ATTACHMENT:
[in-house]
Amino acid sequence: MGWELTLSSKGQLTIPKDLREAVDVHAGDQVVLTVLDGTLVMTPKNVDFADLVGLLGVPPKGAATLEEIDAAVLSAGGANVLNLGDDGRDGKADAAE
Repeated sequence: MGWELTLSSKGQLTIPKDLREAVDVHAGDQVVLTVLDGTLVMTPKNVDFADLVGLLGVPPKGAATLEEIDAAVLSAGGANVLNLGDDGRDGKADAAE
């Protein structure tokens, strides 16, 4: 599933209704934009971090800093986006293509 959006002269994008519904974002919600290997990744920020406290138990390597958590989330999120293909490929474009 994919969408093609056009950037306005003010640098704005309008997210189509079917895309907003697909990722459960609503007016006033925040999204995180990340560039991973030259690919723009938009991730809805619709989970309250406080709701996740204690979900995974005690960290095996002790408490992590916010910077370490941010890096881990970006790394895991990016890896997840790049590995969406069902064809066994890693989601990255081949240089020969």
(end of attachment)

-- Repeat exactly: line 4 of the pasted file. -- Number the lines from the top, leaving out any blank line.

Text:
């Protein structure tokens, strides 16, 4: 599933209704934009971090800093986006293509 959006002269994008519904974002919600290997990744920020406290138990390597958590989330999120293909490929474009 994919969408093609056009950037306005003010640098704005309008997210189509079917895309907003697909990722459960609503007016006033925040999204995180990340560039991973030259690919723009938009991730809805619709989970309250406080709701996740204690979900995974005690960290095996002790408490992590916010910077370490941010890096881990970006790394895991990016890896997840790049590995969406069902064809066994890693989601990255081949240089020969």